Rating the OED’s newest additions to the dictionary
Did you know that hundreds of words get added to dictionaries every year? If that fact surprised you, well, buckle up, buttercup, because I just lied; in fact, hundreds of words get added to dictionaries every month! Can you imagine having an exhaustive hardback dictionary at this point? It would span volumes! In today’s article, I’m going to share some of the highlights of the newest entries into the Oxford English Dictionary and provide a rating for each word on a scale of 1-10.
Athleisure: casual clothing in which you can either work out or lounge around the house watching Netflix. I think we’re trying incredibly hard to justify wearing sweatpants as often as possible. 3/10.
Buzzer beater: a shot made right as time expires in a basketball game. Thankfully, this phrase doesn’t have to do with harming bees. I’m glad the NBA is back, and it’s finally getting the dictionary respect it deserves. 8/10.
Garbage time: another basketball term. Even the dictionary is missing sports! When a game is out of hand and the result is no longer in question, the coach will send in the least talented players on the team. The existence of garbage time is the only reason I ever got to play in middle school basketball. 7/10.
Garbageologist: a specific kind of sociologist/archaeologist who studies cultures based on their trash. One person’s trash is another person’s job. It seems like the OED really focused on garbage words for this update. 2/10.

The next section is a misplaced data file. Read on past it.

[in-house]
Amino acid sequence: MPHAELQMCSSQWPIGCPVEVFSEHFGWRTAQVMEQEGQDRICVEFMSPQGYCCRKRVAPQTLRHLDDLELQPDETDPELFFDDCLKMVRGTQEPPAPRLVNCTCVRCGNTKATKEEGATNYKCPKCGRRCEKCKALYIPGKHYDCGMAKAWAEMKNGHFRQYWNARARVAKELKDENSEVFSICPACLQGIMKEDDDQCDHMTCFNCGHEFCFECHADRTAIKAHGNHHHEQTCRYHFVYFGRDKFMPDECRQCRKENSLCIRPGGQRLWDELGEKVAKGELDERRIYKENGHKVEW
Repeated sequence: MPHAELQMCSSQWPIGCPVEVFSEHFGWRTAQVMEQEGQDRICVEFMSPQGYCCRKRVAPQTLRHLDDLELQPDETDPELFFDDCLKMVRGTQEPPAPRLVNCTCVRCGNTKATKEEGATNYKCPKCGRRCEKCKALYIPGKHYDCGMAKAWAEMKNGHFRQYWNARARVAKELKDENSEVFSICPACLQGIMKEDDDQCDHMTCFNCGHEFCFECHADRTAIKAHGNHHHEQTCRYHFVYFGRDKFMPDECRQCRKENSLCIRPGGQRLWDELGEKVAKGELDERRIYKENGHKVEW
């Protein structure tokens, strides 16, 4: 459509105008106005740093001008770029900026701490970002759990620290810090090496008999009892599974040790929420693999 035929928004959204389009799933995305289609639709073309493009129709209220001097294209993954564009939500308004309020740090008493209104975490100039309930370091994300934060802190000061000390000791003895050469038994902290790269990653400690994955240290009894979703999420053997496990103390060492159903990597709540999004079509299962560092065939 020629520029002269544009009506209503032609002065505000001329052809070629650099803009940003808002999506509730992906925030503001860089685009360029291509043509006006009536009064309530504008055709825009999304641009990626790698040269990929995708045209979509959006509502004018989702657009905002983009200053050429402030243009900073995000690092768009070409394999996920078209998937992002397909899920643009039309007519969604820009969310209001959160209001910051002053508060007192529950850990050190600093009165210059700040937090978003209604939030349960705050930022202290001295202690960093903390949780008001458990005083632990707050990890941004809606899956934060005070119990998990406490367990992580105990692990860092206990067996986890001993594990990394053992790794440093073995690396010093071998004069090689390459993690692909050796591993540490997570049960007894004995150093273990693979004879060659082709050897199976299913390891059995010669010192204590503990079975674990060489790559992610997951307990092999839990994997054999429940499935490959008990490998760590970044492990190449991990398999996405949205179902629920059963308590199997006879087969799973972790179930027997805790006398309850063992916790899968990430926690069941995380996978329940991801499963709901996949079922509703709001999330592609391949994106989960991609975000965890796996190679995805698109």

LOL: an acronym for “laughing out loud” that originated in late 20th century AOL chat rooms and has now wormed its way into the dictionary. OMG. 1/10.
Oat milk: milk derived from oats. As if we didn’t have enough milk options already, scientists figured out how to milk female oat kernels just so hipster baristas can add another 50 cents to our latte order. 3/10.
Shero: a female hero. I’m a fan of portmanteaus (smashing two words together to make a new word), and this one’s a winner. 10/10.
Silver fox: an attractive older man, usually donning a silvery or white coif of hair. See also “George Clooney” or “Anderson Cooper.” 7/10.
Voter fraud: intentionally corrupting the voting process by illegally voting (voting multiple times, voting by dead people, voting by people not eligible to vote, etc.). See also “dismantling the U.S. Postal Service.” 0/10.
What words do you want to see in the dictionary? What words should get the boot?
Curtis Honeycutt is a syndicated humor columnist. He is the author of “Good Grammar is the Life of the Party: Tips for a Wildly Successful Life.” Find more at curtishoneycutt.com.